Your complaint procedure should aim to conduct a thorough investigation and find a solution to a dispute. It’s important to inform tenants about your complaint procedure early on, ideally when you hand over the keys to the property at the start of the lease. This should include the best ways to contact you, how quickly to expect a response, and the procedure you’ll follow to resolve complaints.

You can find invaluable guidance on the Housing Ombudsman website about how to investigate and respond to complaints.

How to handle tenant complaints peacefully

How you respond when you receive a complaint can mean the difference between a quick resolution and a full-blown dispute. Your aim should always be to resolve tenant issues as promptly and amicably as possible, no matter how big or small.

Here’s a guide to handling tenant complaints peacefully.

  • Implement a complaints procedure – A clear and structured complaints procedure demonstrates your professionalism and provides a helpful roadmap to make the process run smoothly and efficiently.
  • Respond promptly – If a tenant is already irritated, waiting a long time for a response or chasing you up will only add fuel to the fire. A prompt response shows your tenant that you have taken their complaint seriously and are committed to finding a solution.
  • Communicate calmly and respectfully – It’s difficult to have a constructive conversation when tensions are high, so it’s important to keep the tone as calm and respectful as possible to help diffuse conflict.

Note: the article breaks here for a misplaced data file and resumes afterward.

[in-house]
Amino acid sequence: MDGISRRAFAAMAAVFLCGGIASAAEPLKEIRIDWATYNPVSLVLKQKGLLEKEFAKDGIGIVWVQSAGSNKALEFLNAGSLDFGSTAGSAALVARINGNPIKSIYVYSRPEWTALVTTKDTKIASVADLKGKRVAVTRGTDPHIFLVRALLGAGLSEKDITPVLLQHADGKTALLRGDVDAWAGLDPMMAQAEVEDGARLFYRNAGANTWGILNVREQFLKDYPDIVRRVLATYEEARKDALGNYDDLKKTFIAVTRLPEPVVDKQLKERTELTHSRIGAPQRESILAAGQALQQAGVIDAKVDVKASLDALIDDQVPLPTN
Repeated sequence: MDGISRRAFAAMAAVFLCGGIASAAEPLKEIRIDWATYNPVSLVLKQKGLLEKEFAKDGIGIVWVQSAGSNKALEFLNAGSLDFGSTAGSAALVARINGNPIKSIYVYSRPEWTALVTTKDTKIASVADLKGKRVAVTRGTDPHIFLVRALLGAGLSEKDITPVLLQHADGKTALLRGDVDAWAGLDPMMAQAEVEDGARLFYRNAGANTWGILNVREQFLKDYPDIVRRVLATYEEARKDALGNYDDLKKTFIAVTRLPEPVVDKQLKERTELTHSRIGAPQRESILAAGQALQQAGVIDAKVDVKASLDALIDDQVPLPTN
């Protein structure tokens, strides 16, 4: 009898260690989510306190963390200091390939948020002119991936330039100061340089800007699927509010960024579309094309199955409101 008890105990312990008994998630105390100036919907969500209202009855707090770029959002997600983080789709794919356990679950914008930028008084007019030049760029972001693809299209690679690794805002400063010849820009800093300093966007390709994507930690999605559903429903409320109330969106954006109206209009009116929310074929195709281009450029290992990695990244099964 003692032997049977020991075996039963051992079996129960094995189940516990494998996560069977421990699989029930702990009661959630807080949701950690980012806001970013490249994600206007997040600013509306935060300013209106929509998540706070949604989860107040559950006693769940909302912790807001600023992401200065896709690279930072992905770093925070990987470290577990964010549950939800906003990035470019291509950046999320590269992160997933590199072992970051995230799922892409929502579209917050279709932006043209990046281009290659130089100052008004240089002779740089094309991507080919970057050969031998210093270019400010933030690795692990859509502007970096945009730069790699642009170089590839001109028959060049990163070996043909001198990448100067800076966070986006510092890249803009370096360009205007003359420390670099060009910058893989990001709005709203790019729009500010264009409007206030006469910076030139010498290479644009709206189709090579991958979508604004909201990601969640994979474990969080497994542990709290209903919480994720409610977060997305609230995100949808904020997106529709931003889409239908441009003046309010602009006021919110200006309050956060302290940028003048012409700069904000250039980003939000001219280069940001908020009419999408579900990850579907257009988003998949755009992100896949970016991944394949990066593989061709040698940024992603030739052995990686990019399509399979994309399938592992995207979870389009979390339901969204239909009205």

• Don’t take it personally – Remember, complaints are part and parcel of the job. Different people have different standards, and it’s natural for issues to arise now and then. Take a step back, and don’t take it personally.
  • Have empathy – Showing tenants empathy when they have a problem and demonstrating genuine concern for their wellbeing and comfort can help diffuse conflict quickly.
  • Apologise – If the complaint is valid and you know you’re at fault, swallow your pride and apologise; sometimes, that is all the tenant wants to hear.
  • Keep records of all complaints and communications – Always keep digital documentation of all communications you have with the tenant during a dispute; a clear history of communications is invaluable if the dispute escalates further.

We get it; sometimes tenants don’t air their complaints respectfully, or their complaints may seem unwarranted – but you’re running a business here, and it’s your job always to remain calm, collected, and professional in the face of conflict, regardless of the nature of the complaint. By approaching every issue with a professional and solution-focused approach, you can uphold your reputation as a landlord and improve your services.

Common tenant complaints

Managing tenant complaints is an important part of property management, and while complaints can vary widely, some topics come up more often than others. Being prepared and knowledgeable about some of the most common tenant issues can help you avoid them and handle them efficiently if they crop up. Common tenant complaints include:

Property maintenance issues

Property maintenance problems can involve anything and everything, from a broken door to a leaky tap. Regular property inspections and maintenance can help minimise the risk of problems. However, if a tenant informs you of a maintenance issue, prompt action is crucial to prevent the problem from escalating or becoming more difficult or expensive to fix.

Faulty or broken appliances

If you’ve equipped the property with appliances like a washing machine, hoover, or fridge, and something becomes faulty, it can significantly impact the tenant’s daily life. It’s important to arrange repairs or replacements promptly to minimise disruption for the tenant.

Damp or mould